Application of reinforcement learning methods to computer game dynamics

Booth, David John (2018) Application of reinforcement learning methods to computer game dynamics. Doctoral thesis, London Metropolitan University.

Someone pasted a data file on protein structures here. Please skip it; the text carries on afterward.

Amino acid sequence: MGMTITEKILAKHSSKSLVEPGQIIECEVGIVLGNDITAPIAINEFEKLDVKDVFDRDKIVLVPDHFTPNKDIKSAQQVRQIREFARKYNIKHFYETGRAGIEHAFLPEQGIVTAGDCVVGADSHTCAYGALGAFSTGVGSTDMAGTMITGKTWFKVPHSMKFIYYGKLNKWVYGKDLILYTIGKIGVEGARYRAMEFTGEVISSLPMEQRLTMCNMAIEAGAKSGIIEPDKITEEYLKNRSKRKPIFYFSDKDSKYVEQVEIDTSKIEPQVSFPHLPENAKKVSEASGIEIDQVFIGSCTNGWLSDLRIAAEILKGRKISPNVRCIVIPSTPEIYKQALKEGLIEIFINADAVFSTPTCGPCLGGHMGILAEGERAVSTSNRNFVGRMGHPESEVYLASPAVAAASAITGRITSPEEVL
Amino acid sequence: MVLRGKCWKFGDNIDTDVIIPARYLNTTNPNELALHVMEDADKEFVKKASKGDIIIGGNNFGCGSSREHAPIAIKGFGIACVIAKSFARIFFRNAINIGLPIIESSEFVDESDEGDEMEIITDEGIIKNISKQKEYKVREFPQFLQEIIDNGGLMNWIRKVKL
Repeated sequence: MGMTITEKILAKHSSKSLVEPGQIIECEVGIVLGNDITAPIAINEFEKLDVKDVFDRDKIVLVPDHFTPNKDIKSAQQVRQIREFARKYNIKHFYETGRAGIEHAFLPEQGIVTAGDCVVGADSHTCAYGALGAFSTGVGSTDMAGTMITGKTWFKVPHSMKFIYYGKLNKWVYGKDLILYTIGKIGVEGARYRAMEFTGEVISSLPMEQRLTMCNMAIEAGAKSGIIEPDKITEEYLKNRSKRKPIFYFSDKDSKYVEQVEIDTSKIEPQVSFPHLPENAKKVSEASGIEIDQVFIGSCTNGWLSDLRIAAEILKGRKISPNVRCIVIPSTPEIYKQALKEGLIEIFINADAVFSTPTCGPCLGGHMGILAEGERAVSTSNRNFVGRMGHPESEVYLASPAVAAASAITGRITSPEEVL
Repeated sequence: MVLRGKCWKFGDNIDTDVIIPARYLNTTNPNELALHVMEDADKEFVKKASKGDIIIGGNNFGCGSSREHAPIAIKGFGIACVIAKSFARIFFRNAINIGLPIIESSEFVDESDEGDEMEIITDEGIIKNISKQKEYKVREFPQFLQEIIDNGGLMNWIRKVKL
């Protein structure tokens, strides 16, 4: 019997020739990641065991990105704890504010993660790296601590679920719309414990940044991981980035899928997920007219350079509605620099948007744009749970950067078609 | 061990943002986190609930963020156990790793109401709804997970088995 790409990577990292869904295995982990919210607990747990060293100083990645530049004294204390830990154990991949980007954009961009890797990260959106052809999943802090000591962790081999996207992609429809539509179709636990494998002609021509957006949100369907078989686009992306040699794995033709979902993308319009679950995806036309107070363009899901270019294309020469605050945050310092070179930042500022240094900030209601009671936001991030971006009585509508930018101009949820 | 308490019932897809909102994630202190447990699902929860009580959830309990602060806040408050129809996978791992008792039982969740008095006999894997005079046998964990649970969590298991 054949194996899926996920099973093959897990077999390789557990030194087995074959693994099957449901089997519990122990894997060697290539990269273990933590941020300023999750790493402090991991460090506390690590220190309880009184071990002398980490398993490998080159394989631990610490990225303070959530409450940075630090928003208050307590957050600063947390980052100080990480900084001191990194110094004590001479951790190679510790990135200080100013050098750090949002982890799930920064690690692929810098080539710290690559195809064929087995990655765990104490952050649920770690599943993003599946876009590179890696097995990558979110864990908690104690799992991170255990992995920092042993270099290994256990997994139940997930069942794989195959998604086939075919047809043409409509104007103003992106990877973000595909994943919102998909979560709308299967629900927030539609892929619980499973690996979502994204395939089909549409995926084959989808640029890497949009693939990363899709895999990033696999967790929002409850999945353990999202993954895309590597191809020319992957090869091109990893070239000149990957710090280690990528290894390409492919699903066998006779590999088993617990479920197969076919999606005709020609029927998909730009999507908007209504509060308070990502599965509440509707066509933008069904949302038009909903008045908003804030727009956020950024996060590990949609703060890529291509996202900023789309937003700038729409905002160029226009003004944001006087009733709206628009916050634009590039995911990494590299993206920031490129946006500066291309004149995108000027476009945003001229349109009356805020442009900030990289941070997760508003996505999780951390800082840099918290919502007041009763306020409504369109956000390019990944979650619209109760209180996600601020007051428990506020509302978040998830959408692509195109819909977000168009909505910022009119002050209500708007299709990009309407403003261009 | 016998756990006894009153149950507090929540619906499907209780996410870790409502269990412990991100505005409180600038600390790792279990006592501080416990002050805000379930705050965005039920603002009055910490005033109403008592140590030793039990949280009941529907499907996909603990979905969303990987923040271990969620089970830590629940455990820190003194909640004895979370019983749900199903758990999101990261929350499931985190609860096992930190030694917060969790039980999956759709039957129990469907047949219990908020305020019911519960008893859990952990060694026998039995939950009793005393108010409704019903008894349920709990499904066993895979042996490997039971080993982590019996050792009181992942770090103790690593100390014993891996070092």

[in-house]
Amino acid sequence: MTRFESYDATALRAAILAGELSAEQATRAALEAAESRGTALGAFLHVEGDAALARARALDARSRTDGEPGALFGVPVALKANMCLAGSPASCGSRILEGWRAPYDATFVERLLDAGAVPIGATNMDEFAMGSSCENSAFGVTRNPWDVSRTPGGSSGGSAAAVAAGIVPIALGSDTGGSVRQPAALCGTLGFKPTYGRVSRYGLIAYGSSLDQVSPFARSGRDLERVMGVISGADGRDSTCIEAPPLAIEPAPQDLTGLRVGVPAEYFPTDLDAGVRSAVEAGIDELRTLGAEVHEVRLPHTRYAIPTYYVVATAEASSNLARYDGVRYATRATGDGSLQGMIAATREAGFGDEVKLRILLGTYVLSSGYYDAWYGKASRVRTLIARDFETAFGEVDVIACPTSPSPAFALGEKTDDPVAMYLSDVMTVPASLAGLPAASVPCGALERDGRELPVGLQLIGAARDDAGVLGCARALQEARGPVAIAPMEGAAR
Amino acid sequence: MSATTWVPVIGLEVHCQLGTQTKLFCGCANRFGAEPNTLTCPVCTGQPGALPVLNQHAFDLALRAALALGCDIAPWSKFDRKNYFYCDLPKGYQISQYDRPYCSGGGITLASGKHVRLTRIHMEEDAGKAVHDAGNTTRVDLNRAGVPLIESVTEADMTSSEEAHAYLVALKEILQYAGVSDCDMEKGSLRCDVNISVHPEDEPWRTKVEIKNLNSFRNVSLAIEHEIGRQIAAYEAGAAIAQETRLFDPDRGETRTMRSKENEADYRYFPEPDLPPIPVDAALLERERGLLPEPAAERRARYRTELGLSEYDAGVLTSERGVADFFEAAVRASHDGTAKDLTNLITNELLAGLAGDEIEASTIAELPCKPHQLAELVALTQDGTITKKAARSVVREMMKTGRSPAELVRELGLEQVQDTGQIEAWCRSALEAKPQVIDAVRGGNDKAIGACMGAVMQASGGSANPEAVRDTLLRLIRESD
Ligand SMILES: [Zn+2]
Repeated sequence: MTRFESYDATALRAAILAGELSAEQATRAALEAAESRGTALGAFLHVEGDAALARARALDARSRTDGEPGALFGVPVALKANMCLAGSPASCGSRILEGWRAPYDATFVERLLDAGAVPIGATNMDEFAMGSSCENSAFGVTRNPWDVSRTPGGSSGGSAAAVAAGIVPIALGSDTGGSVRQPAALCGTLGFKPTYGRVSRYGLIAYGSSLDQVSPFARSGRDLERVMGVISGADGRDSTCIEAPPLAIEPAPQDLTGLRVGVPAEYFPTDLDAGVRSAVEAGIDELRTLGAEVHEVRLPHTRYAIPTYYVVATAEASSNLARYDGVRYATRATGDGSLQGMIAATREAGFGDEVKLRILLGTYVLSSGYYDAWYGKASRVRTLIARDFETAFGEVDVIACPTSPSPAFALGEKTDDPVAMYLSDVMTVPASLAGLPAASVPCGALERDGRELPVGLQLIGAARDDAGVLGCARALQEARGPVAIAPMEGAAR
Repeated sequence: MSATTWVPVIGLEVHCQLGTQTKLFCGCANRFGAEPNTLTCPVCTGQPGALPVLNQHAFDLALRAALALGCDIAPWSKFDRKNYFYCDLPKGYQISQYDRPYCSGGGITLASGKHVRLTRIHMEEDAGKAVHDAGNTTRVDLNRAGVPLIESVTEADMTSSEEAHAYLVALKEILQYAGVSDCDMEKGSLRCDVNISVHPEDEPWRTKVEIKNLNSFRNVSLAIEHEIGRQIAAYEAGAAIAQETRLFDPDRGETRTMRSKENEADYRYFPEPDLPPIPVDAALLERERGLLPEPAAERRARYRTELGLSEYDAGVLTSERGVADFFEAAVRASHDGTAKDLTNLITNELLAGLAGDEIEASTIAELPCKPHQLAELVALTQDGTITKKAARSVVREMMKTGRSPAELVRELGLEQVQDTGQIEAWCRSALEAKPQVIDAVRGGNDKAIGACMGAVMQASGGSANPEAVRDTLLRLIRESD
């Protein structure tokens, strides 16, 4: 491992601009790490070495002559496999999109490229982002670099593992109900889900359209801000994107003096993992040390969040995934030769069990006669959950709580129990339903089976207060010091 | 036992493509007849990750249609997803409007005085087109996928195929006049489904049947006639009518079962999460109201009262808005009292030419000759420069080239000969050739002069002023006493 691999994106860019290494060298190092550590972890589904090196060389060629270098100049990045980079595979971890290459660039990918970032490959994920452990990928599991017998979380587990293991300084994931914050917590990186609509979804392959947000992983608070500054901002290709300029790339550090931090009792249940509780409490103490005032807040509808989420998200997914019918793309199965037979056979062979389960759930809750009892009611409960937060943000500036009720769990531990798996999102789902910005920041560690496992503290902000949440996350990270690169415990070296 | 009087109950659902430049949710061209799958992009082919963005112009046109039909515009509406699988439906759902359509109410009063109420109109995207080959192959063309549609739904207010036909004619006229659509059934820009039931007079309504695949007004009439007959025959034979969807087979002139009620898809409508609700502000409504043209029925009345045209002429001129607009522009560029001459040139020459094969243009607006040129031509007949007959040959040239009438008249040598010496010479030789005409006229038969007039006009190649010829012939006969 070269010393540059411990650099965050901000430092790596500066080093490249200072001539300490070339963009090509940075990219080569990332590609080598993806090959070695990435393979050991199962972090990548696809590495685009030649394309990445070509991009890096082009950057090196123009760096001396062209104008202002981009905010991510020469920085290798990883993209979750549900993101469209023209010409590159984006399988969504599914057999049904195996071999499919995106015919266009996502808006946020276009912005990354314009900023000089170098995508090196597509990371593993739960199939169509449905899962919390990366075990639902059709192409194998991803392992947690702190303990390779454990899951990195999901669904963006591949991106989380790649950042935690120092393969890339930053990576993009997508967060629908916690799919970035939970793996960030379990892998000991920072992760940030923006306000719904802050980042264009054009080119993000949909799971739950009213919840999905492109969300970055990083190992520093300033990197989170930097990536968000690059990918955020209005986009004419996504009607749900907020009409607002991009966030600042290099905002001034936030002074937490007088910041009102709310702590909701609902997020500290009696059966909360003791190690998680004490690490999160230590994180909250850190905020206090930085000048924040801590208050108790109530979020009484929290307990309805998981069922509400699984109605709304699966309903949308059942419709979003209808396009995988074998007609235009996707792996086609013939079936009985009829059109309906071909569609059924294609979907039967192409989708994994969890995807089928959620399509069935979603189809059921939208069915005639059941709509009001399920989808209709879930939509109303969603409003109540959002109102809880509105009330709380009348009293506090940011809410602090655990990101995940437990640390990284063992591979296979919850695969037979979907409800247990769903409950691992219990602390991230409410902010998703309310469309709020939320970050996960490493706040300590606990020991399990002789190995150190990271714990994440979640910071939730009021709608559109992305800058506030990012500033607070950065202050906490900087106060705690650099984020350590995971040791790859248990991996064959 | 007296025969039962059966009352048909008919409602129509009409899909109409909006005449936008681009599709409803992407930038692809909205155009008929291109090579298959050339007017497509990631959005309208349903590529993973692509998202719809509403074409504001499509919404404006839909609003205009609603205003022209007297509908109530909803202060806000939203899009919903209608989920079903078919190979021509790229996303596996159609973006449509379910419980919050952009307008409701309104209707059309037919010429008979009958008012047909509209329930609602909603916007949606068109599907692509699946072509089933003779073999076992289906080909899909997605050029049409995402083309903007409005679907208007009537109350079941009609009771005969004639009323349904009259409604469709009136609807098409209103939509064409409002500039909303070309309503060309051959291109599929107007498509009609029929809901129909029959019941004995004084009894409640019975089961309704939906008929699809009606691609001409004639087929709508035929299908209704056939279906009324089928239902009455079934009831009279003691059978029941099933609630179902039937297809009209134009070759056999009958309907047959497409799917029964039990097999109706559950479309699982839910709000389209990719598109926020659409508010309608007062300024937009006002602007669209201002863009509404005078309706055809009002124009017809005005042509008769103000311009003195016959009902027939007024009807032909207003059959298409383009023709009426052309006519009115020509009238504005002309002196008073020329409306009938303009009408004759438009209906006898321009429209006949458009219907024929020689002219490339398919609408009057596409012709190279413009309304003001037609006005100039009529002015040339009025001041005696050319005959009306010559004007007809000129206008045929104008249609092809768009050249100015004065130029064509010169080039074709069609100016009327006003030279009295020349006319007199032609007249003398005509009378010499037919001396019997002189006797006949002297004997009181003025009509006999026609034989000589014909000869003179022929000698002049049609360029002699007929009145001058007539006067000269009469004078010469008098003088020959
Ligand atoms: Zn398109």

The dynamics of the game world present both challenges and opportunities for AI to make a useful difference. Learning smart behaviours for game assets is a first step towards realistic conflict or cooperation. The scope this thesis is the application of Reinforcement Learning to moving assets in the game world. Game sessions a generate stream data on asset's performance which must be processed on the fly. The lead objective is to produce fast, lightweight and flexible learning algorithms for run-time embedding. The motivation from current work is to shorten the time to achieve a workable policy solution by investigating the exploration / exploitation balance, overcome the curse of dimensionality of complex systems, and avoid the use of extra endogenous parameters which require multiple data passes and use a simple state aggregation rather than functional approximation. How action selection (AS) contributes to efficient learning is a key issue in RL since is determines the balance between exploiting and confirming the current policy or exploring an early less likely policy which may prove better in the long run. The methodology deploys the simulation of several AS using 10-armed bandit problem averaged over 10000 epochs. The results show a considerable variation in performance in terms of latency and asymptotic direction. The Upper Confidence Bound comes out leader over most of the episode range, especially at about 100. Using insight from action selection order statistics are applied to determine a criterion for the convergence of policy evaluation. The probability that the action of maximum sample mean is indeed the action of maximum population mean (PMSMMPM) is calculated using the 3 armed bandit problem. PMSMMPM reaches 0.988 by play 26 which provides evidence for it as a convergence criterion. An iteration stopping rule is defined using PMSMMPM and it shows plausible properties as the population parameters are varied. A mathematical analysis of the approximation (P21) of just taking the top two actions yields a minimum sampling size for any level of P21. Using the gradient of P21 a selection rule is derived and when combined with UCB a new complete exploratory policy is demonstrated for 3-arm bandit that requires just over half the sample size when compared with pure UCB. The results provide evidence that the augmented UCB selection rule will contribute to faster learning. TD sarsa(0) learning algorithm has been applied to learn a steering policy for the untried caravan reversing problem and for the kerb avoiding steering problem of racing car both using negative rewards on failure and a simple aggregation. The output policy for the caravan is validated as non jack-knifing for a high proportion of start states. The racing car policy has a similar validation outcome for two exploratory polies which are compared and contrasted.

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